Posted by: Joseph Kuo | March 11, 2019
My understanding of mindfulness centers around the following:
Focusing on now instead of being stuck in the past or worrying about tomorrow.
It is easy to see, logically, that we cannot change the past and we cannot know the future with absolute certainty. Therefore, worrying about the past and the future is not very useful. At the same time, we don’t want to repeat mistakes of the past nor do we want to head blindly into the future. One big factor of how the past and future can hurt us; it is the emotion or meaning that we’ve assigned to past and future events.
As human beings, we are predisposed to look for what can go wrong. This has allowed the species to survive over the millennia. It also means that we are very good at remembering bad things that happened and projecting future things that can go wrong. However, while these tendencies help us survive, they don’t do so much to help us thrive and be happy.
When we are stuck feeling bad about things that happened in the past, we become fearful and avoid anything that could result in something similar in the future. This fear keeps us from realizing that we’ve grown since then and the environment is most likely different. It is difficult to make strategic decisions when we focus on what to avoid rather than where to aim. By accepting the past and focusing on now, we incorporate the lessons but forget the fear. As result, we are much more present to handle situations as they really are today.
Realizing where I am at right now, emotionally and subconsciously
Sometimes, we are impacted by events that have nothing to do with what’s in front of us, but, nonetheless, impact our ability to handle what’s ahead. Maybe the kids got up late and there was a big rush to get them out the door. Maybe there was a minor argument about who forgot to pickup the milk. We, especially rational business owners, are frequently unaware of the emotional undercurrent running beneath our conscious mind. Perhaps we are just a little more impatient right now or a bit more prone to anger. These unconscious emotions can result in poor decisions that make no sense when we look back.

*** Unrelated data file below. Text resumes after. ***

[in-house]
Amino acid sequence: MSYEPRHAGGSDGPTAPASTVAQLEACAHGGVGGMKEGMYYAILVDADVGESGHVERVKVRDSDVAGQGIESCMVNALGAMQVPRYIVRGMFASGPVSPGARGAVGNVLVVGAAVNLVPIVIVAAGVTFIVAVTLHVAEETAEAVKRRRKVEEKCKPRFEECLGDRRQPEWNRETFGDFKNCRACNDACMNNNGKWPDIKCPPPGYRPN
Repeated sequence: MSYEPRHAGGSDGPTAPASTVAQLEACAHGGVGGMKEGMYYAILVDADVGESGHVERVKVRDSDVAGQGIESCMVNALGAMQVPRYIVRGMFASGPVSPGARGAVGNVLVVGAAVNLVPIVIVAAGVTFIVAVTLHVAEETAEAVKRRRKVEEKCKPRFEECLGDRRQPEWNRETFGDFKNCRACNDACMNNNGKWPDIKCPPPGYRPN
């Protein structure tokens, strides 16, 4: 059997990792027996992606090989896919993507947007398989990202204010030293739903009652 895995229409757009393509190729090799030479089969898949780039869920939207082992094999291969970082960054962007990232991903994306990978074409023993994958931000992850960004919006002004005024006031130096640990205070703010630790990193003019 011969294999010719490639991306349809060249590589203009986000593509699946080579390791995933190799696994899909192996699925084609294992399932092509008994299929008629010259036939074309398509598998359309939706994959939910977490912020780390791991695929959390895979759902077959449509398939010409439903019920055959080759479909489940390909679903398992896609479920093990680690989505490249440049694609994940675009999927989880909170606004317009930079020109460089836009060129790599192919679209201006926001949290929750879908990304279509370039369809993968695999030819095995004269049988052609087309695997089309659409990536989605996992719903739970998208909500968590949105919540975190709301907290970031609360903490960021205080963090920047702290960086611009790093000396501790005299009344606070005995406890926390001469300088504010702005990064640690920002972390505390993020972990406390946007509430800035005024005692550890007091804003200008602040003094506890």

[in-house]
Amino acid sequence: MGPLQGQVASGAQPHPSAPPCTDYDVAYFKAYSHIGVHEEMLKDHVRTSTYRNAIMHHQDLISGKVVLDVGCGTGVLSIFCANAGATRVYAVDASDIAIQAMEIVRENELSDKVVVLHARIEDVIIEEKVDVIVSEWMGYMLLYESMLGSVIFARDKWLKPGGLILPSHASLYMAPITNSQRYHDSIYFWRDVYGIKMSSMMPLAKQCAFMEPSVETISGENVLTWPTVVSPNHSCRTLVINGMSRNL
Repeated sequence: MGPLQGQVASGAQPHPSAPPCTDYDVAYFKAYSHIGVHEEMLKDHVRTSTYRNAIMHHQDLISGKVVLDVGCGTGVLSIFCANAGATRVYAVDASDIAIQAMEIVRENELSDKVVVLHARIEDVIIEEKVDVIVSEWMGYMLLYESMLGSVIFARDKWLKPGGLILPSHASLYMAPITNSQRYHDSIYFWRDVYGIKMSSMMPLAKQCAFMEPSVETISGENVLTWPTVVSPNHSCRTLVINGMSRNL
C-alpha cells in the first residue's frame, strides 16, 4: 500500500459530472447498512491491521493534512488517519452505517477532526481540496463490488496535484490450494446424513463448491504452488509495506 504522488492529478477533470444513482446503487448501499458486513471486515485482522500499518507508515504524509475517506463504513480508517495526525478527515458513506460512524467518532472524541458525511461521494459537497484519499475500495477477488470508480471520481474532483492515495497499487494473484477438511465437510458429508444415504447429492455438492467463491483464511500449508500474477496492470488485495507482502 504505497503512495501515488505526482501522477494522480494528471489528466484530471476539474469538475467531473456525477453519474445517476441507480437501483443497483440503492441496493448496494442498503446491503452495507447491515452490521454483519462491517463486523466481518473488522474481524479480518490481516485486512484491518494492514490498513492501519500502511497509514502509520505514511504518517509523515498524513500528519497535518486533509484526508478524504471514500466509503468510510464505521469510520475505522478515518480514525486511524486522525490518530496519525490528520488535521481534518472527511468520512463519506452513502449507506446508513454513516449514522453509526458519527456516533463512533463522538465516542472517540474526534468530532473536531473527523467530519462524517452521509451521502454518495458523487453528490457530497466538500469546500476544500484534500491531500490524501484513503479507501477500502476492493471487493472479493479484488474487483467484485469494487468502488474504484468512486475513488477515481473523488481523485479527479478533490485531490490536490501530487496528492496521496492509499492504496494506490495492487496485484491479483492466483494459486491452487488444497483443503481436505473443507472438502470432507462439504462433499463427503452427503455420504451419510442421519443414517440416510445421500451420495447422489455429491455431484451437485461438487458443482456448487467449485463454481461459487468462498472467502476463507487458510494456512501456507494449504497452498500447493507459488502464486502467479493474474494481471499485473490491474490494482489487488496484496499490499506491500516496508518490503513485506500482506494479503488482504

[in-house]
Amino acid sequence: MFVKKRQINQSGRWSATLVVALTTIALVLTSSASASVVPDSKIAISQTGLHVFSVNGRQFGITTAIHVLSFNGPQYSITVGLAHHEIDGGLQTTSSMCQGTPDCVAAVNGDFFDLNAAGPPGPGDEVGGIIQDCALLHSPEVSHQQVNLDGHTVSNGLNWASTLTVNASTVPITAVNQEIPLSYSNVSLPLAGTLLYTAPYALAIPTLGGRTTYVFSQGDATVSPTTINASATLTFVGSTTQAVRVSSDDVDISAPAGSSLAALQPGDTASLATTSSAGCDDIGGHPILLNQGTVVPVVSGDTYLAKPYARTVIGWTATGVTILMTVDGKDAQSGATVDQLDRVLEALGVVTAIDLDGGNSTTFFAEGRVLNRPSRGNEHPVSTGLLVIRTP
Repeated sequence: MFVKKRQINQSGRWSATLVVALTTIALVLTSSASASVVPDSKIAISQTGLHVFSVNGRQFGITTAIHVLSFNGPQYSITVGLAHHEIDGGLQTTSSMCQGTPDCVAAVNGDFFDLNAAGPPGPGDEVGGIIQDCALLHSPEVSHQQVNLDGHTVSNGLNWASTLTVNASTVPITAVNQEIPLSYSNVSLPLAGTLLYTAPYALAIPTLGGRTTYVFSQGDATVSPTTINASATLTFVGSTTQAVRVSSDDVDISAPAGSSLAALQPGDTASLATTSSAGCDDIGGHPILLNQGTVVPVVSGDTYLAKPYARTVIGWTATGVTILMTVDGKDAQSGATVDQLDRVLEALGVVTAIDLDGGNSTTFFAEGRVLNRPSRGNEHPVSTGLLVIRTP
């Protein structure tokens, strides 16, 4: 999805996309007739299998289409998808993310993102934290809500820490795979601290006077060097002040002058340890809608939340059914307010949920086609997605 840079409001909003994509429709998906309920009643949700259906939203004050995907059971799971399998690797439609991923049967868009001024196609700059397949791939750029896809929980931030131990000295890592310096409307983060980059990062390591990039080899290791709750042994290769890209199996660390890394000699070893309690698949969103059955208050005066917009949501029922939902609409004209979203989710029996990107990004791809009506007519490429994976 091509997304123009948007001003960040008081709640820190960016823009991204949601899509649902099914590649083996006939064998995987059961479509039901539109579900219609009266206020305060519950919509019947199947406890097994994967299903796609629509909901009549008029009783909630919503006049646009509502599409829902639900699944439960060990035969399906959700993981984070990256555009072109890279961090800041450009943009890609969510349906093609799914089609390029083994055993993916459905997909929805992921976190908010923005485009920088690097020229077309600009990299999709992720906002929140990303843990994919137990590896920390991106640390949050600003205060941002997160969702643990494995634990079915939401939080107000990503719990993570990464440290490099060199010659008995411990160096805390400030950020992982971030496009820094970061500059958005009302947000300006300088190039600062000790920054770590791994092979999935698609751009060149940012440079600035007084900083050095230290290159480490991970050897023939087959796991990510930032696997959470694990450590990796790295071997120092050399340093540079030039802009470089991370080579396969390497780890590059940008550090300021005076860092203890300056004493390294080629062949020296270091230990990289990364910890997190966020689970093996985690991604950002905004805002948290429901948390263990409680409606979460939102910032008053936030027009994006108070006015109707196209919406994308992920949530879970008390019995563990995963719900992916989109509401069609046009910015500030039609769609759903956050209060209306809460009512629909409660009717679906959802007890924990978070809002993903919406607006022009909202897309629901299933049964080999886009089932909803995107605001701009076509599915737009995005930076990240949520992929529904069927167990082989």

If we take a moment to notice what we are feeling, we gain awareness and have a shot at calming our minds. Or, perhaps, take actions to compensate for these emotions. In my corporate finance years, I’ve seen many decisions, made by others and myself, that would have been made differently if we weren’t so afraid or angry at that moment. Today, I take a few minutes to breath and identify what I am feeling before going into meetings.
It’s not that difficult to start a mindfulness practice. Though, as with any new habit, it takes intentionality and consistency. This may mean meditating for some period of time each day. Or, it can mean taking a few minutes to breath and center ourselves before a business meeting. It may take a while to see the benefits or, more likely, you’ll suddenly realize that you are reacting to things differently without noticing the change at first. I invite you to try this for a month and see how it works for you.